SFSU Public Affairs Press Release
Published by the Public Affairs Office at San Francisco State University, Diag Center.
SAN FRANCISCO -- February 4, 1999 -- Continuing the university’s centennial year lecture series, San Francisco State University and the Chinese Historical Society of America (CHSA) will co-sponsor a lecture on the "Americanization of Mulan" on Friday, Feb. 19 from 7-9 p.m. at the CHSA’s offices, 644 Broadway Street, 4th floor, in San Francisco. Admission is free.
Lorraine Dong, professor of Asian American Studies at SFSU and president of the CHSA, will analyze the impact of the ancient story of Hua Mulan on Chinese America. The story of Mulan is a popular Chinese legend about a woman who took her elderly father’s place in a military draft. She went on to great success, winning battle after battle for over 12 years without ever being revealed as a woman.
During the lecture and slide presentation, Dong will discuss how the story of Mulan first appeared in China as a ballad during the Northern Wei period (386-534). The lecture will focus especially on the evolution of the Mulan story in the U.S., which first appeared in Maxine Hong Kingston’s book, "Woman Warrior," in 1976. Since then several children’s books and a movie have appeared, exposing a new generation of Chinese Americans to the ancient myth.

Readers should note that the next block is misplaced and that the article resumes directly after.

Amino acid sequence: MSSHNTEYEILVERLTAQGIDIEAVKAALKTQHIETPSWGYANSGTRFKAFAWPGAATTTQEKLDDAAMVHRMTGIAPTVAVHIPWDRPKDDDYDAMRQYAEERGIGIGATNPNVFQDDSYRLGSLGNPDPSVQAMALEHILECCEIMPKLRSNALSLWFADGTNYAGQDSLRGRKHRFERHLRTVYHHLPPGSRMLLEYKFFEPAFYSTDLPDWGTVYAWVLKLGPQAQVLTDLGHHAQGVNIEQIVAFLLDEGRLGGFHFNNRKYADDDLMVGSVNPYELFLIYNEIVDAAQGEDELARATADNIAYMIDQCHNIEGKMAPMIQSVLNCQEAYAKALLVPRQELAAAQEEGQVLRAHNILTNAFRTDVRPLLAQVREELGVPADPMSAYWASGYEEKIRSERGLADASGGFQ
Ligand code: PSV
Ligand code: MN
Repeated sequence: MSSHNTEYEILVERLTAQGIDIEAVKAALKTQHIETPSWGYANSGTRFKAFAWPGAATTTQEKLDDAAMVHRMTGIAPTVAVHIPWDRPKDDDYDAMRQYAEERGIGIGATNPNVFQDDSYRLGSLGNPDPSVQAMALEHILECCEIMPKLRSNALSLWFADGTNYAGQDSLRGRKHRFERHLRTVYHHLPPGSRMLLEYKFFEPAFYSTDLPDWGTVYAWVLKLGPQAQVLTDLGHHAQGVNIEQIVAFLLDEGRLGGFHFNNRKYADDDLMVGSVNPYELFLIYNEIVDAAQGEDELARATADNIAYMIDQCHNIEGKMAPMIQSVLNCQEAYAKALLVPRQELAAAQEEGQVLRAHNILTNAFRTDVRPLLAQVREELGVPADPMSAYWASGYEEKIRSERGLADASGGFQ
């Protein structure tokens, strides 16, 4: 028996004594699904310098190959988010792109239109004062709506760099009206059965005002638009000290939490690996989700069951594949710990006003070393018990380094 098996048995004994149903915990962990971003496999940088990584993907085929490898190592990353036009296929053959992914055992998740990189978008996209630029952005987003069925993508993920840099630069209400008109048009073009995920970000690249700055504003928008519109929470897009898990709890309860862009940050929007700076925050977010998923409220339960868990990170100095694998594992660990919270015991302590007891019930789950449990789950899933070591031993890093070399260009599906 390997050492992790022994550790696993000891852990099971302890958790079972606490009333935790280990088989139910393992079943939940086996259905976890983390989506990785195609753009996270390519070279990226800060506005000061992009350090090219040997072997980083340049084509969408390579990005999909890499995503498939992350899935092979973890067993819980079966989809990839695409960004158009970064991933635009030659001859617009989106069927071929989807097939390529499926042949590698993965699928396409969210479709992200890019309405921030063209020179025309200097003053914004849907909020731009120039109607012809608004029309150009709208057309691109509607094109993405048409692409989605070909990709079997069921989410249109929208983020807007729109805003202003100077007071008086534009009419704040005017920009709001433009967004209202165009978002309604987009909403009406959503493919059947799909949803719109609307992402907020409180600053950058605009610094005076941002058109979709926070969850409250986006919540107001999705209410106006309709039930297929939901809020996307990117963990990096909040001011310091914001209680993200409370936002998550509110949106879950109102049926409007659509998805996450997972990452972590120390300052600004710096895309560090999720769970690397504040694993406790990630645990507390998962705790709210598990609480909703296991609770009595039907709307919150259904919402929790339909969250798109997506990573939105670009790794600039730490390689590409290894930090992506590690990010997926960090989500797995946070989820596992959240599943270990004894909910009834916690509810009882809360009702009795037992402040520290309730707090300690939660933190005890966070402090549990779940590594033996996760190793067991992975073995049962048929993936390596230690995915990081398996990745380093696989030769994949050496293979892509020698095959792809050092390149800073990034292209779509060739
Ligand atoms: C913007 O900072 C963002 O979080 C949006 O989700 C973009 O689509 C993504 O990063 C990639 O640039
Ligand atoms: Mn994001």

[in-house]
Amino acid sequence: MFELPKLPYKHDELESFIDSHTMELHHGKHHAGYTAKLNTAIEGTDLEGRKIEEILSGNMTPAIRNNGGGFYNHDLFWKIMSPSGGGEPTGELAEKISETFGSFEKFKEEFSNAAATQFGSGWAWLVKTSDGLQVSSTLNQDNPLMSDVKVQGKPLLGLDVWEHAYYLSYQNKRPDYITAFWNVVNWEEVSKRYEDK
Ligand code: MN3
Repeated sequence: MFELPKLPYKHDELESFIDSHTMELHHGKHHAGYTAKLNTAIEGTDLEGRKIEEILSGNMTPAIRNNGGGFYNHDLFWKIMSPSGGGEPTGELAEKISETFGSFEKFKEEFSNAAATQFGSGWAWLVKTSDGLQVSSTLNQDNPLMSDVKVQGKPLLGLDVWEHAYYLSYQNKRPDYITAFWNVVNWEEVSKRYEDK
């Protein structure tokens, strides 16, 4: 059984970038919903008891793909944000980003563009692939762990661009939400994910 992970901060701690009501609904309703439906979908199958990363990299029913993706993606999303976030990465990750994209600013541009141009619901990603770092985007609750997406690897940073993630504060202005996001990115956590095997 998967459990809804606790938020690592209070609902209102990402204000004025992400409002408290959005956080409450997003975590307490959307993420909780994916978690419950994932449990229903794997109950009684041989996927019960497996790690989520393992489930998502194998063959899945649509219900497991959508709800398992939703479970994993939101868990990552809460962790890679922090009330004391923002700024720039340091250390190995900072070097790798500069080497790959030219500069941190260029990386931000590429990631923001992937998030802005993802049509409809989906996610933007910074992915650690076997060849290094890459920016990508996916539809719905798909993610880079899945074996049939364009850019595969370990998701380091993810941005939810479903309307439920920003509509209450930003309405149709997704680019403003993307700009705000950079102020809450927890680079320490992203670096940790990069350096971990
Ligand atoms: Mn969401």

A native of San Francisco’s Chinatown, Dong received her B.A. and M.A. degrees from SFSU’s Chinese Program in the Department of Foreign Languages and Literatures. She graduated from the University of Washington with a Ph.D in Asian Languages and Literature. She received both Fulbright and Rockefeller fellowships, collaborated on the writing of three award-winning films, and co-wrote the book, "The Coming Man." Dong currently serves as the society’s president and has been a member of its board of direc tors for the past seven years.
SFSU, which was founded in 1899, is celebrating its centennial year by co-sponsoring with the CHSA a series of lectures by SFSU faculty and alumni. For more information about the lecture series, call (415) 391-1188.
This release was co-written by student writer, Chris Kilkes.
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